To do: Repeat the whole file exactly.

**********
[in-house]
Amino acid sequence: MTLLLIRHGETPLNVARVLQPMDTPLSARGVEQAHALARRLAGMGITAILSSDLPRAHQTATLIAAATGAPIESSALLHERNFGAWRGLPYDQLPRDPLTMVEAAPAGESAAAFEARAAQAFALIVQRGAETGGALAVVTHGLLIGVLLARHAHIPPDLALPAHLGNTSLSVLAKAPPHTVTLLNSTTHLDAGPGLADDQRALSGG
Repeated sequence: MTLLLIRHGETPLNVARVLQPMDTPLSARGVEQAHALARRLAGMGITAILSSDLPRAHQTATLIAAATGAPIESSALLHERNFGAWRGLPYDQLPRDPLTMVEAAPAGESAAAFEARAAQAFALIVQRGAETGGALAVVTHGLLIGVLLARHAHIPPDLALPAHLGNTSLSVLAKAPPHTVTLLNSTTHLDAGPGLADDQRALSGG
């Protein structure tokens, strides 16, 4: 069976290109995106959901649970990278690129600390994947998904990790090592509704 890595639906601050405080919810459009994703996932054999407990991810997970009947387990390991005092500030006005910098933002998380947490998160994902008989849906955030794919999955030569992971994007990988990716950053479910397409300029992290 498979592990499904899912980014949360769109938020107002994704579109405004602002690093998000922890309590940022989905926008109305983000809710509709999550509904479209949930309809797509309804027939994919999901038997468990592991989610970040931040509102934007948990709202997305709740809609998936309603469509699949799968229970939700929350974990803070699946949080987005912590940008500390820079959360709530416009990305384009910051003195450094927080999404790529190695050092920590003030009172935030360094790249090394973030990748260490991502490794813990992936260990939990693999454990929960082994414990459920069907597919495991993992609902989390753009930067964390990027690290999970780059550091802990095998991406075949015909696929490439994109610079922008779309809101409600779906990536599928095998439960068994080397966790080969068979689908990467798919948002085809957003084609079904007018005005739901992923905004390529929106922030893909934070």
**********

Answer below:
[in-house]
Amino acid sequence: MTLLLIRHGETPLNVARVLQPMDTPLSARGVEQAHALARRLAGMGITAILSSDLPRAHQTATLIAAATGAPIESSALLHERNFGAWRGLPYDQLPRDPLTMVEAAPAGESAAAFEARAAQAFALIVQRGAETGGALAVVTHGLLIGVLLARHAHIPPDLALPAHLGNTSLSVLAKAPPHTVTLLNSTTHLDAGPGLADDQRALSGG
Repeated sequence: MTLLLIRHGETPLNVARVLQPMDTPLSARGVEQAHALARRLAGMGITAILSSDLPRAHQTATLIAAATGAPIESSALLHERNFGAWRGLPYDQLPRDPLTMVEAAPAGESAAAFEARAAQAFALIVQRGAETGGALAVVTHGLLIGVLLARHAHIPPDLALPAHLGNTSLSVLAKAPPHTVTLLNSTTHLDAGPGLADDQRALSGG
């Protein structure tokens, strides 16, 4: 069976290109995106959901649970990278690129600390994947998904990790090592509704 890595639906601050405080919810459009994703996932054999407990991810997970009947387990390991005092500030006005910098933002998380947490998160994902008989849906955030794919999955030569992971994007990988990716950053479910397409300029992290 498979592990499904899912980014949360769109938020107002994704579109405004602002690093998000922890309590940022989905926008109305983000809710509709999550509904479209949930309809797509309804027939994919999901038997468990592991989610970040931040509102934007948990709202997305709740809609998936309603469509699949799968229970939700929350974990803070699946949080987005912590940008500390820079959360709530416009990305384009910051003195450094927080999404790529190695050092920590003030009172935030360094790249090394973030990748260490991502490794813990992936260990939990693999454990929960082994414990459920069907597919495991993992609902989390753009930067964390990027690290999970780059550091802990095998991406075949015909696929490439994109610079922008779309809101409600779906990536599928095998439960068994080397966790080969068979689908990467798919948002085809957003084609079904007018005005739901992923905004390529929106922030893909934070």